My name is Grant Owen. I spent 25 years in HR before redundancy led me to start Owen Pacific Workforce to service the horticulture sector with professional seasonal worker harvesters. I currently have 160 workers on the ground in Australia.
People frequently ask my workers why they are in Australia. I tell them, “Do not say ‘I am here to pick fruit’, answer by saying, ‘I am part of a professional harvest crew’”, because there is a world of difference between the two.
Australians not familiar with the horticulture sector have very little understanding of the working conditions and operation of horticulture enterprises. Employment in this sector is often casual in the award sense, but it is by no means casual in the attitude sense.
Typically my clients will get orders from the big supermarkets several weeks in advance. An order for 2,000 trays of berries for 14 days hence requires a confluence of many favourable factors:
- Is there enough green fruit that is exactly 14 days from maturity?
- Will the weather over the next 14 days bring the fruit to maturity on that day? A day after or a day before might as well be a month.
- Is the watering and nutrition program correctly set to ensure the fruit will be ready on that day?
- Are there enough punnets, cartons, picking trollies?
- Will there be space in the cool rooms for 2,000 trays?
- Are the logistics set up to get the packaged fruit to the client within the required time frame?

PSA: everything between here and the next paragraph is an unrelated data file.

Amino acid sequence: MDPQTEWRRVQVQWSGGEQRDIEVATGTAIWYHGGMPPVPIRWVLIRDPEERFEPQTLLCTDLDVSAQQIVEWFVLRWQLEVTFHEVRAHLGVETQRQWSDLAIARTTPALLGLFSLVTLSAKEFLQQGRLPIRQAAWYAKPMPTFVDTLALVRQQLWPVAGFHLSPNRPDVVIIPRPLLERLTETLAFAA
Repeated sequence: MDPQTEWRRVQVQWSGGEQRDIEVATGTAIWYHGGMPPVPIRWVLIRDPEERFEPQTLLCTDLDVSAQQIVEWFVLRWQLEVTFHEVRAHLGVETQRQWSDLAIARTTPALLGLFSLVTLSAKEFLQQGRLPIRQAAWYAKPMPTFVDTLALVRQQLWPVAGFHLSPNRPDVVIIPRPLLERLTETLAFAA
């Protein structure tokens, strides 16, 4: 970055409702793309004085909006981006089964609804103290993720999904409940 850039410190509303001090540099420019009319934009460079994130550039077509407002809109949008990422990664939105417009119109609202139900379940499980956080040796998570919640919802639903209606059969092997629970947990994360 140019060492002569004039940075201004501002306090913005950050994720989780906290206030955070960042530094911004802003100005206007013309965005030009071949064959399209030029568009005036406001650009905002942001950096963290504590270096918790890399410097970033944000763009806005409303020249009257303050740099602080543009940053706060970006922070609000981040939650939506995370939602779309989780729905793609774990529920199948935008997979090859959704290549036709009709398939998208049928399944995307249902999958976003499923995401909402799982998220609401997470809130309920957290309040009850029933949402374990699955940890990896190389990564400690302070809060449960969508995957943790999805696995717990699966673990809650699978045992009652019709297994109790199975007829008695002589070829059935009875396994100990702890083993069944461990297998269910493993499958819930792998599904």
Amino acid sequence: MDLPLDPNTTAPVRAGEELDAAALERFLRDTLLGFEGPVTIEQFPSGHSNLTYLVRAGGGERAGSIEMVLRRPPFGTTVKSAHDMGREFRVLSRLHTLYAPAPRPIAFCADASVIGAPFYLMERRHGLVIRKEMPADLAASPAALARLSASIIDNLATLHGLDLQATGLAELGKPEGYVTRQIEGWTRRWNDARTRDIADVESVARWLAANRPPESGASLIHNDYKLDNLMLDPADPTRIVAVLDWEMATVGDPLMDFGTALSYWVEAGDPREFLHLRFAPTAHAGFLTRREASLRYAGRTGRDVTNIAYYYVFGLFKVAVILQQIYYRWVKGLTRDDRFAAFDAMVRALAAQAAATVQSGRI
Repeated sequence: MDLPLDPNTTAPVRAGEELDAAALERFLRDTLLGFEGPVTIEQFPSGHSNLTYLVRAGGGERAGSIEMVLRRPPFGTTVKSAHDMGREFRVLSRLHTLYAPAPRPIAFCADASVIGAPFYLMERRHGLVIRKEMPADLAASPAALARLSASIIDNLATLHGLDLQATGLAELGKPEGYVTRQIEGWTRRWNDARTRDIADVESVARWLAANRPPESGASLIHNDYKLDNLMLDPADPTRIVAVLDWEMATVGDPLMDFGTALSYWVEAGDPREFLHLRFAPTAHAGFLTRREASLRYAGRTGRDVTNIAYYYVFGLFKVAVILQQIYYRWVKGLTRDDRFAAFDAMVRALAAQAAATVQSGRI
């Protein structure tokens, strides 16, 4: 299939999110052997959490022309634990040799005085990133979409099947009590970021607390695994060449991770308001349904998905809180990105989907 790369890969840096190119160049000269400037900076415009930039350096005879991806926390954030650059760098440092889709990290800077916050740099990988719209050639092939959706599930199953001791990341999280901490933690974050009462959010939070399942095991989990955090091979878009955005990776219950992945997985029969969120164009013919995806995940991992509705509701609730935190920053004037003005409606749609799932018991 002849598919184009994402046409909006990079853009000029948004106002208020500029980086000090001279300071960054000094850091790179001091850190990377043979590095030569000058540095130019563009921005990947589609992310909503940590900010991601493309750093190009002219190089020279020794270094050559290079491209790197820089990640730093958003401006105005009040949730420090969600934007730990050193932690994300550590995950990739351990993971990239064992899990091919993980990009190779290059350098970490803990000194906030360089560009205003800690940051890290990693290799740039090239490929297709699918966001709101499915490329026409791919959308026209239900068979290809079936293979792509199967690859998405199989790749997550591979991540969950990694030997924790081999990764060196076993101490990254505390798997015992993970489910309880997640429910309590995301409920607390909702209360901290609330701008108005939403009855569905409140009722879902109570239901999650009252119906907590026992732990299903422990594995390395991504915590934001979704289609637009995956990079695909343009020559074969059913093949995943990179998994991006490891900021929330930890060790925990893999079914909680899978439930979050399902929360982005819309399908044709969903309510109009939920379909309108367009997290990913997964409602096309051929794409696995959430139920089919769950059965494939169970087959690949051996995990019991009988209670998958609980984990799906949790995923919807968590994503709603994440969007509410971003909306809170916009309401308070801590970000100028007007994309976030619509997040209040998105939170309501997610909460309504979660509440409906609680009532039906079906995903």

- And finally, the issue we have an interest in here, will there be enough skilled pickers to collect the fruit, in the allowed time frame, at a cost that will enable the predicted profit margin to be made within the price agreed for the order?
The reality of life as a professional harvester
The image of grey nomads and foreign backpackers chatting amicably while lazily picking fruit in the sun between extended coffee breaks on the days when they are not sight-seeing or surfing, is not the true picture of piece rate work, at least not on any commercially viable farm I have worked on.
The professional seasonal worker harvesters that comprise my crews:
- Turn up on time, every day, rain, hail or shine.
- Reliably pick the right fruit. Their quality is consistent and dependable.
- Pack their fruit in accordance with the specifications of the current order, with the required number, orientation and weight of fruit in the punnet. If a punnet sampled by the supermarket upon delivery is outside specs, the entire order may be rejected, the fruit sold at a loss at the markets, and further penalties by the supermarket will certainly follow repeated rejections.
- Clean off damaged and second quality fruit to maintain the health and viability of the bush.
- Set a steady pace and maintain it hour after hour, week after week, delivering a predictable result for the farm.
Last season I stood by a chariot (which is a big covered trailer out in the field where the picker brings the fruit to be weighed, checked and recorded) and listened while a worker (not one of our seasonal workers) starting that day tried to tell the supervisor about his upcoming dental appointment and driving test and which days he would be available to come to work. His attitude was “this is when I can get to work and you will just have to work around that”. Multiply that by 800 workers and you get a glimpse of what a harvest manager’s life is like!
Then consider this scenario. One morning I awoke at 4.30am to hear heavy rain drumming down on the roof. After getting my crew of 40 seasonal workers onto the bus I observed, “Today you will prove how valuable you are because many of the backpackers working on this farm will hear the rain on the roof when they wake up this morning and they will go back to sleep!”